Table of Contents

Comparative Law and Economics

Comparative Law and Economics

Research Handbooks in Comparative Law series

Edited by Theodore Eisenberg and Giovanni B. Ramello

Contemporary law and economics has greatly expanded its scope of inquiry as well as its sphere of influence. The extension to many idiosyncratic topics and issues that sometime lie outside the traditional domain of the discipline have fostered the emergence of a new consciousness better grasped by a comparative approach. The original contributions to this Research Handbook provide a glimpse of the new perspectives that enrich the law and economics methodology.

Chapter 2: Markets, contracts, and firms: A unified model of organizational choice

Thomas J. Miceli

Subjects: economics and finance, law and economics, law - academic, comparative law, law and economics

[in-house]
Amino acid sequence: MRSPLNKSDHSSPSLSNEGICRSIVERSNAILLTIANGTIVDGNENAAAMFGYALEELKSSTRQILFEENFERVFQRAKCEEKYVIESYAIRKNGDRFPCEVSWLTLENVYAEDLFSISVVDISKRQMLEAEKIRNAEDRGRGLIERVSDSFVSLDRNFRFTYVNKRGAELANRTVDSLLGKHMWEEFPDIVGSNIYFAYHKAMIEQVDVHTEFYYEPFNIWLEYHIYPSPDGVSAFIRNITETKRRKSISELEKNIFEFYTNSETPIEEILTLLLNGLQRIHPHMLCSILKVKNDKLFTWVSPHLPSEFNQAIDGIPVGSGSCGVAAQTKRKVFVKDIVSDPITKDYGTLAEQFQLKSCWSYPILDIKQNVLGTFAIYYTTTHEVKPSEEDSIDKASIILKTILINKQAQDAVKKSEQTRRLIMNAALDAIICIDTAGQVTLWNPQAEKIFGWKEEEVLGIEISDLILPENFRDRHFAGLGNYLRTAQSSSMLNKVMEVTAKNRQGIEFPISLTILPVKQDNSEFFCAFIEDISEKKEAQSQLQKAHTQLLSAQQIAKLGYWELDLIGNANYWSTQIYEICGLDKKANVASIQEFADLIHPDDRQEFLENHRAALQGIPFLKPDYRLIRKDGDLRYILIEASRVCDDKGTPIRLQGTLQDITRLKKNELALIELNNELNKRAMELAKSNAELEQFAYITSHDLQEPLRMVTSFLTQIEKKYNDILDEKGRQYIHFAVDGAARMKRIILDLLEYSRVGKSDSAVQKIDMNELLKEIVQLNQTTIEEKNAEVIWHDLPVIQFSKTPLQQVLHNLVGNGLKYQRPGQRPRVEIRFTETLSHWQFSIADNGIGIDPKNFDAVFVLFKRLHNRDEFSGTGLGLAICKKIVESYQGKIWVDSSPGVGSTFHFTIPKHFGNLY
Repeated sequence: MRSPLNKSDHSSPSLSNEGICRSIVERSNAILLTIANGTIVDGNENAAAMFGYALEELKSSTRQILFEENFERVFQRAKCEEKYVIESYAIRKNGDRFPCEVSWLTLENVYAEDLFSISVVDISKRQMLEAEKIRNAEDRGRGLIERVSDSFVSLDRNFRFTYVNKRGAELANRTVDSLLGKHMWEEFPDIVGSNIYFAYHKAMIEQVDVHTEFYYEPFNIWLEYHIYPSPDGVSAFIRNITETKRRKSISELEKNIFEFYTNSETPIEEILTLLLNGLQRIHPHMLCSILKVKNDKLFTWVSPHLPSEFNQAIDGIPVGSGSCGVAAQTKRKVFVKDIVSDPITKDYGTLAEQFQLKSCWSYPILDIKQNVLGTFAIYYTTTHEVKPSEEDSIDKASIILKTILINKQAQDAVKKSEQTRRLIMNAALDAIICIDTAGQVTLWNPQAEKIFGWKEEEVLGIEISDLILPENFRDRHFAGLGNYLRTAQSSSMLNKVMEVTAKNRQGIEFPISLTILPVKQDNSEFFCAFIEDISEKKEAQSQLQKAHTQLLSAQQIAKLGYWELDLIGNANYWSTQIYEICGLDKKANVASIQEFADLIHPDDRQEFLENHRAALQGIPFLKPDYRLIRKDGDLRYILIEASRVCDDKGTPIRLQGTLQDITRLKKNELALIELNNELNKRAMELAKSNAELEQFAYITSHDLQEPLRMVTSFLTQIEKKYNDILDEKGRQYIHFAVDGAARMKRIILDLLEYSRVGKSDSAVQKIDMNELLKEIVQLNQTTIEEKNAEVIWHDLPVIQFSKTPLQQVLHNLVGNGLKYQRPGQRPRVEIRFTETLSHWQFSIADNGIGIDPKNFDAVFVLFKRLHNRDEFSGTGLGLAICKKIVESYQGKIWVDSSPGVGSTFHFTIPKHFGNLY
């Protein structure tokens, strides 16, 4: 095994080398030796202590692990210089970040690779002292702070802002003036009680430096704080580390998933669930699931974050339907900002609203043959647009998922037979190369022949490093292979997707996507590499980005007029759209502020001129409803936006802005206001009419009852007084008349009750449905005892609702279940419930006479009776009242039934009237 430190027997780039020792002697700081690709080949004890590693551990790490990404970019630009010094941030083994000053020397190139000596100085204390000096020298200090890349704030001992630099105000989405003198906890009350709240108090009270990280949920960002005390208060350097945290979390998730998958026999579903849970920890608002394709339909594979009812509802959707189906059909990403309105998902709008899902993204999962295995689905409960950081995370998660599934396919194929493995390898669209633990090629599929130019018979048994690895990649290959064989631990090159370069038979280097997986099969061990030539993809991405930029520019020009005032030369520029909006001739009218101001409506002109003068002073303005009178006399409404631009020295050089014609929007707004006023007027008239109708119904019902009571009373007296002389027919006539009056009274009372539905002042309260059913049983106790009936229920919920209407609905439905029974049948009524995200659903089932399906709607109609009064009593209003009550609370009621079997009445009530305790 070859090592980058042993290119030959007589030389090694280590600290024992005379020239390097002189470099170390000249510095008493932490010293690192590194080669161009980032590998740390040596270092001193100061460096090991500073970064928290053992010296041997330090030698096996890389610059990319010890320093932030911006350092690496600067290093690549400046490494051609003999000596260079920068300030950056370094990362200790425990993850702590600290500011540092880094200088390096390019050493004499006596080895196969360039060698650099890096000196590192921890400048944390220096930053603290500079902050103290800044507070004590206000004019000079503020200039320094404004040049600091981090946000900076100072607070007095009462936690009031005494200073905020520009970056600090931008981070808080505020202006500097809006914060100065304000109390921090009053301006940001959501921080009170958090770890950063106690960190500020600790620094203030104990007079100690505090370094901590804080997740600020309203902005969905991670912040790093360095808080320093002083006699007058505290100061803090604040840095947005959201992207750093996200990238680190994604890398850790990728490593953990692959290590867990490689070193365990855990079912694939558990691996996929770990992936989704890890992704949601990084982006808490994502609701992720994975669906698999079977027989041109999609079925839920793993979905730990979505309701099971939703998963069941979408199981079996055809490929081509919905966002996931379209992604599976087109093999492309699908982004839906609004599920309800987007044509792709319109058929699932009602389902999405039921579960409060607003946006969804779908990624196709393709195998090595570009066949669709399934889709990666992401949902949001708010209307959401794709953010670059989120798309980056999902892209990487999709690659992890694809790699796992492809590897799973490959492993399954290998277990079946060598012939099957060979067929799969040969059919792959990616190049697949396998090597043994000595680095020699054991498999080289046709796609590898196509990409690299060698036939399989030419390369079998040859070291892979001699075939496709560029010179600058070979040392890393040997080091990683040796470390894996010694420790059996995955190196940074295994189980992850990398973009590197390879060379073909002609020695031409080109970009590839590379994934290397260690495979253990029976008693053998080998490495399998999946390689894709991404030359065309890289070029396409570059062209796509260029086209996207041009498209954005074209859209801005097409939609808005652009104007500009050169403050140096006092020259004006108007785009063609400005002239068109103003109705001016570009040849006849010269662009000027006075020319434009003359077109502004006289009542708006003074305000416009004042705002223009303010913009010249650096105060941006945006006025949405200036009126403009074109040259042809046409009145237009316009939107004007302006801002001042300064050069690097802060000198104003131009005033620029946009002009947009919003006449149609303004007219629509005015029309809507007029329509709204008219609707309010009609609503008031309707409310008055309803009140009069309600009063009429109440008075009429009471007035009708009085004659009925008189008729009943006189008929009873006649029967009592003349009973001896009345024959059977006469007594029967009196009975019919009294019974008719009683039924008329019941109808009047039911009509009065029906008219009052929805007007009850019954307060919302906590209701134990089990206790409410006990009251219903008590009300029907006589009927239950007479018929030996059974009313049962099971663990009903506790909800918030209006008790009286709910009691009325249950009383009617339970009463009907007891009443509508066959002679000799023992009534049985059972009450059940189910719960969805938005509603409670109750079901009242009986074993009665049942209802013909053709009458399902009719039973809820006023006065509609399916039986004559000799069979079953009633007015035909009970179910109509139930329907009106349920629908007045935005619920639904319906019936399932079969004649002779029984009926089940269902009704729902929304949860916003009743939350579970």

A sizeable amount of literature, beginning with Coase (1937), has arisen to examine the boundary between the market and the firm. The key question addressed by this literature is, when is it more efficient to organize a transaction through the market rather than within the confines of a firm? Such an analysis, however, often overlooks the different ways in which a market (arms-length) transaction can be organized. For example, it can be a spot transaction in which the parties meet and negotiate an instantaneous exchange under certainty, or it can be governed by a contractual arrangement that was negotiated in the past before all information pertinent to the transaction was known. The advantage of the contract is that it allows commitments to be made that are enforceable by a third party (the court), thereby avoiding the holdup problem. (This arrangement is therefore sometimes referred to as ‘court ordering’.) The disadvantage is that the terms of the contract must often be negotiated under uncertainty, thus leading to the possibility of costly litigation once the information is revealed.

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